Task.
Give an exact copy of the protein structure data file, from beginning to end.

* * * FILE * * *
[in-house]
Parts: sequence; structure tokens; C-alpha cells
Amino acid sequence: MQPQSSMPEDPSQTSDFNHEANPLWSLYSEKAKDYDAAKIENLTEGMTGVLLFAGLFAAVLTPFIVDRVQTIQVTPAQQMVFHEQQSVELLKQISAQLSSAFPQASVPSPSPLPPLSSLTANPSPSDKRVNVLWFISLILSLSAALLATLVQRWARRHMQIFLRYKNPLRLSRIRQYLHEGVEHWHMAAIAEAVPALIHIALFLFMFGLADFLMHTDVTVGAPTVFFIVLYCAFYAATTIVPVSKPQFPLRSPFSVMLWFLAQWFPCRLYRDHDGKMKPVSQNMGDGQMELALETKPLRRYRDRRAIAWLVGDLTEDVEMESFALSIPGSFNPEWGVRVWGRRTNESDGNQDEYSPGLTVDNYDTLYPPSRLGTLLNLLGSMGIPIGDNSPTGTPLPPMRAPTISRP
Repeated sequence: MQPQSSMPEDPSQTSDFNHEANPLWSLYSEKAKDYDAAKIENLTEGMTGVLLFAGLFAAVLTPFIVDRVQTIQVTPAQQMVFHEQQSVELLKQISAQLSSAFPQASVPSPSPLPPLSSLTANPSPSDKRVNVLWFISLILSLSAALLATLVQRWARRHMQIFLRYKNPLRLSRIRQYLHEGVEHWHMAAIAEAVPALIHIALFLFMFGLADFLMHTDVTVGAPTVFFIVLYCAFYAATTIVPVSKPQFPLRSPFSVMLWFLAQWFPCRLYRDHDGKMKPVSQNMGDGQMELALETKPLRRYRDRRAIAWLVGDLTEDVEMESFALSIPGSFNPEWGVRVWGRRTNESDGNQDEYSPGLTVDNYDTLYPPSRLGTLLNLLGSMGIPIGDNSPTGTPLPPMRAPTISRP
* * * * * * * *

[in-house]
Parts: sequence; structure tokens; C-alpha cells
Amino acid sequence: MQPQSSMPEDPSQTSDFNHEANPLWSLYSEKAKDYDAAKIENLTEGMTGVLLFAGLFAAVLTPFIVDRVQTIQVTPAQQMVFHEQQSVELLKQISAQLSSAFPQASVPSPSPLPPLSSLTANPSPSDKRVNVLWFISLILSLSAALLATLVQRWARRHMQIFLRYKNPLRLSRIRQYLHEGVEHWHMAAIAEAVPALIHIALFLFMFGLADFLMHTDVTVGAPTVFFIVLYCAFYAATTIVPVSKPQFPLRSPFSVMLWFLAQWFPCRLYRDHDGKMKPVSQNMGDGQMELALETKPLRRYRDRRAIAWLVGDLTEDVEMESFALSIPGSFNPEWGVRVWGRRTNESDGNQDEYSPGLTVDNYDTLYPPSRLGTLLNLLGSMGIPIGDNSPTGTPLPPMRAPTISRP
Repeated sequence: MQPQSSMPEDPSQTSDFNHEANPLWSLYSEKAKDYDAAKIENLTEGMTGVLLFAGLFAAVLTPFIVDRVQTIQVTPAQQMVFHEQQSVELLKQISAQLSSAFPQASVPSPSPLPPLSSLTANPSPSDKRVNVLWFISLILSLSAALLATLVQRWARRHMQIFLRYKNPLRLSRIRQYLHEGVEHWHMAAIAEAVPALIHIALFLFMFGLADFLMHTDVTVGAPTVFFIVLYCAFYAATTIVPVSKPQFPLRSPFSVMLWFLAQWFPCRLYRDHDGKMKPVSQNMGDGQMELALETKPLRRYRDRRAIAWLVGDLTEDVEMESFALSIPGSFNPEWGVRVWGRRTNESDGNQDEYSPGLTVDNYDTLYPPSRLGTLLNLLGSMGIPIGDNSPTGTPLPPMRAPTISRP